Republicans:  Say What You Mean on Health Care

The Republicans should stop messing around with health care bills, state their goal clearly and get on with it.  They could have a vote and be on to the next subject in a week.

The problem they are having is that they keep trying to create a bill that both takes all the money away, strips the government’s involvement (individual mandates, essential benefits, etc.), gives individuals more control and options and simultaneously continues to provide some acceptable level of care to 20 million people more or less.  This is the eat-nothing-and-lose-five-pounds-of-fat-while-gaining-ten-pounds-of-ripped-muscle-without-excercise-in-one-week diet.

What they need to do is state the obvious:  They don’t want to help poor people afford health care and they don’t want to increase taxes.  Note that I didn’t say they don’t care.  I think they do.  And by “they” I usually mean the leadership and much but not all of the rank and file.  There are several obvious exceptions.  They just don’t see it being the government’s role to participate in that kind of help.  Some would do away with Medicare and Social Security because they don’t think it is government’s job to do those either.  Fine.  So bring up the bare bones repeal bill and put it up for a vote.  No more pretending.  No more forcing Republican congressional members into believing the impossible diet routine. It will probably fail by a dozen or more votes.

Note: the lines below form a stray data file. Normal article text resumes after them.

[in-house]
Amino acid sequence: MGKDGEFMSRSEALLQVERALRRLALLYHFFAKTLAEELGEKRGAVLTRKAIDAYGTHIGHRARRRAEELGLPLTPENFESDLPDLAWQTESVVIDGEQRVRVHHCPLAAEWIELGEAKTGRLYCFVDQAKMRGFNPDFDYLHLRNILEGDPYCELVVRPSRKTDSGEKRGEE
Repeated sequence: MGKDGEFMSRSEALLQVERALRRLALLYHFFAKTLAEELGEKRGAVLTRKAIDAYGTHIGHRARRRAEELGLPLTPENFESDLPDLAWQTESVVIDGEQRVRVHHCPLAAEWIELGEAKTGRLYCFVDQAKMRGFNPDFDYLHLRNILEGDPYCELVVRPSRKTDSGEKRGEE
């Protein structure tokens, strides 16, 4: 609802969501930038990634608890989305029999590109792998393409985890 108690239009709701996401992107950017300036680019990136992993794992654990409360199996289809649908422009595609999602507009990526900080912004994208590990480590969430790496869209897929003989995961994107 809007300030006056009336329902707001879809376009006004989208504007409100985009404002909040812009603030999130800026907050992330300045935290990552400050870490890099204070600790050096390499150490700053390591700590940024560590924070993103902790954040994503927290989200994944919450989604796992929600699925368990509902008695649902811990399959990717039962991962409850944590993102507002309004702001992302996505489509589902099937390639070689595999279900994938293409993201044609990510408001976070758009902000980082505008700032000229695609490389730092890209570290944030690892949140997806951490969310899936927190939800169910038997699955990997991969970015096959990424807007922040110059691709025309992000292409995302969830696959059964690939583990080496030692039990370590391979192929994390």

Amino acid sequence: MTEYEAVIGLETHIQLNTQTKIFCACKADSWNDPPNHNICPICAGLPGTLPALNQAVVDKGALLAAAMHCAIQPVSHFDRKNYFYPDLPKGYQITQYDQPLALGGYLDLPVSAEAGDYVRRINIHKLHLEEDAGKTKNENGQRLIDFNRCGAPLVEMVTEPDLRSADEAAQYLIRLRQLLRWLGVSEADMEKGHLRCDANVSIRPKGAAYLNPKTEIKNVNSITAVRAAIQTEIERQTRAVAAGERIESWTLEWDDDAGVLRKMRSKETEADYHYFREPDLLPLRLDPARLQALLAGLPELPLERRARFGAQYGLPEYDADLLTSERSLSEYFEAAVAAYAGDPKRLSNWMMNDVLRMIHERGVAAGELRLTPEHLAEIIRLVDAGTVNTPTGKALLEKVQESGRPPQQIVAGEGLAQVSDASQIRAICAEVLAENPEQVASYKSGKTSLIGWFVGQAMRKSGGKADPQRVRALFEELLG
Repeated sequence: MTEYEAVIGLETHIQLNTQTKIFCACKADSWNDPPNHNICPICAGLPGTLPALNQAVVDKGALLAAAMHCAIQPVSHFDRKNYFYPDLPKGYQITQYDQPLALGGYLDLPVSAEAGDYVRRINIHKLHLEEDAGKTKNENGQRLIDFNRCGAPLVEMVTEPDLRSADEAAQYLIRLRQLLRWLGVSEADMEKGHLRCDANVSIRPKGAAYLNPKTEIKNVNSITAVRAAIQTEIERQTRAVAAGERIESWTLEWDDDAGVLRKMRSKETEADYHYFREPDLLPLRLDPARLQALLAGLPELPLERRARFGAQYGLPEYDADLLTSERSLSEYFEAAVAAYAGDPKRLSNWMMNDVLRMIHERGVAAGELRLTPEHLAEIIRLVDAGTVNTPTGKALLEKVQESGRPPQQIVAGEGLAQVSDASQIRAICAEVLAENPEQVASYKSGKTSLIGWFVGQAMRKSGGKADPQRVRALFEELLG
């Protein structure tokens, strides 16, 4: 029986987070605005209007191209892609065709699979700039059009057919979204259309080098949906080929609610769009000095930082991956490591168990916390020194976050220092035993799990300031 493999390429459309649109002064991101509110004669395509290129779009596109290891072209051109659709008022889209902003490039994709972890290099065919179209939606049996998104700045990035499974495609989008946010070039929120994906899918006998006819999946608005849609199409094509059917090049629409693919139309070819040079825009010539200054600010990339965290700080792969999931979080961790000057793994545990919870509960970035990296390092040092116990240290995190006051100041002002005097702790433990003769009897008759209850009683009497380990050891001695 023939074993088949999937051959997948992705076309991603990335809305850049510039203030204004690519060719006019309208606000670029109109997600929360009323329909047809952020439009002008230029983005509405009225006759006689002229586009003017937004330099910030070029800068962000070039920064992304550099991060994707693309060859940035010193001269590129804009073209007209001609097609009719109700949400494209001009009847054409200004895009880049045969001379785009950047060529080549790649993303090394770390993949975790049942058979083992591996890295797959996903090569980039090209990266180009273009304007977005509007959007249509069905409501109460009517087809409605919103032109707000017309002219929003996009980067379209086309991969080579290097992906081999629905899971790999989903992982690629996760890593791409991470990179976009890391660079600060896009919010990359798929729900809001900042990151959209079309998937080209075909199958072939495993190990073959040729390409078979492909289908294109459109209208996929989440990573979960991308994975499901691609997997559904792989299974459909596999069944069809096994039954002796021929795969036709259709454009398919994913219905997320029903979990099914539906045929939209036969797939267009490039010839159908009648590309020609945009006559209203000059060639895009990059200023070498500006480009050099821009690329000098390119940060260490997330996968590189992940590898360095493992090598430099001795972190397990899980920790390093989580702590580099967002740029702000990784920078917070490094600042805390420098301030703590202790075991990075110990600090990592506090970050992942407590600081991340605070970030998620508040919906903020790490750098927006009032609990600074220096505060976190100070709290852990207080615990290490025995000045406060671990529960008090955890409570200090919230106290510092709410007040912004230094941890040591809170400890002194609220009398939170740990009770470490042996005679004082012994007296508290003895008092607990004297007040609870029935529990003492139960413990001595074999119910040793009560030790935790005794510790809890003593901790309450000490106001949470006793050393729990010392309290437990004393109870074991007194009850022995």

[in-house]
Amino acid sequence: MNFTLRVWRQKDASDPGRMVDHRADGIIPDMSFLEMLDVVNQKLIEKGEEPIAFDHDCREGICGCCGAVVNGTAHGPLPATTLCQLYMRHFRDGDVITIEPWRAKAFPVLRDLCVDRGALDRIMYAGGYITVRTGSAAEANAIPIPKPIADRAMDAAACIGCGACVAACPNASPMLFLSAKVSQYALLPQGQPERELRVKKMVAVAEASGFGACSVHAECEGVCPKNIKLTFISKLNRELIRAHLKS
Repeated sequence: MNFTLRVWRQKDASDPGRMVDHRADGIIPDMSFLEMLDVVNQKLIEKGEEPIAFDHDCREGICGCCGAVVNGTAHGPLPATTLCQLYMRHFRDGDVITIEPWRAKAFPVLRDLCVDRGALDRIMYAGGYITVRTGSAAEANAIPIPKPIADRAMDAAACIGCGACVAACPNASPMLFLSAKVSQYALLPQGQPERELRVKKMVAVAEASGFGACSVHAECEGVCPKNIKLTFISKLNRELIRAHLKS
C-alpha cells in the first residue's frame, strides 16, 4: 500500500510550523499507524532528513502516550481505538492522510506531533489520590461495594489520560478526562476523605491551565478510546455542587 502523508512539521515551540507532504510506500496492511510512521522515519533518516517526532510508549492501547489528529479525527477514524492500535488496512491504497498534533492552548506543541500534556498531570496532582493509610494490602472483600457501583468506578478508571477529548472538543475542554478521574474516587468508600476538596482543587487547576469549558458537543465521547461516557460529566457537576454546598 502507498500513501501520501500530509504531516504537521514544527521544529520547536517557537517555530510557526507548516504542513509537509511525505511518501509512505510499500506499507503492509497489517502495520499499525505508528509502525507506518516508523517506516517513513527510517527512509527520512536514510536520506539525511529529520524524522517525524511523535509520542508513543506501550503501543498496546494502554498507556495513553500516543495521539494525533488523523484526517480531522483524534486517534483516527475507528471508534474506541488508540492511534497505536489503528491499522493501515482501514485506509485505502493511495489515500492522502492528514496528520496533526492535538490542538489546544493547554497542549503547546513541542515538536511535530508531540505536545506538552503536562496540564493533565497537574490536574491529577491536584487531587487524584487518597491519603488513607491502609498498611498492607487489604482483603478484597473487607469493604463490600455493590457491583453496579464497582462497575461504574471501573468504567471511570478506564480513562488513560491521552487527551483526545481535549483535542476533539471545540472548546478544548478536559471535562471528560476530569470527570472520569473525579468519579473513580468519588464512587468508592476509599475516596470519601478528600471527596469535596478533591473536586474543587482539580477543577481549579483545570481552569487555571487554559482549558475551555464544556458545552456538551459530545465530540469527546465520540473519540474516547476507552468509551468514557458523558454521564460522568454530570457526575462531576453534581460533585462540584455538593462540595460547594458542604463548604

Then, they can introduce two bipartisan bills.  One will be ACA repair to make Obamacare solid enough to get through a few years.  The second will be a rational health care system.  It should look at every element and discover how it affects the whole.  What are the gaps in the current system (for example, research for common vaccines – not lucrative enough for big pharma, not enough clinical personnel to cover the entire population, payment systems that encourage more treatments over better health, . . .). How to fund it whether by employers, individuals, towns, federal government, something else, a combination?  We could devote multiple essays to consideration of the irrational parts of US health care today.  Why, when you want to buy a hamburger, can you go to a store, ask about the price and pay the price you are quoted but when you seek medical treatment, not only do you not only get a price quote but you may not know the final cost for months?

And if ACA repeal passes, so be it.  There will be another election soon.  Just quit screwing around and stop creating more instability in the markets you pretend to be so in love with.

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This entry was posted in Congress, cost of heatlhcare, healthcare, Politics, Uncategorized and tagged , . Bookmark the permalink.

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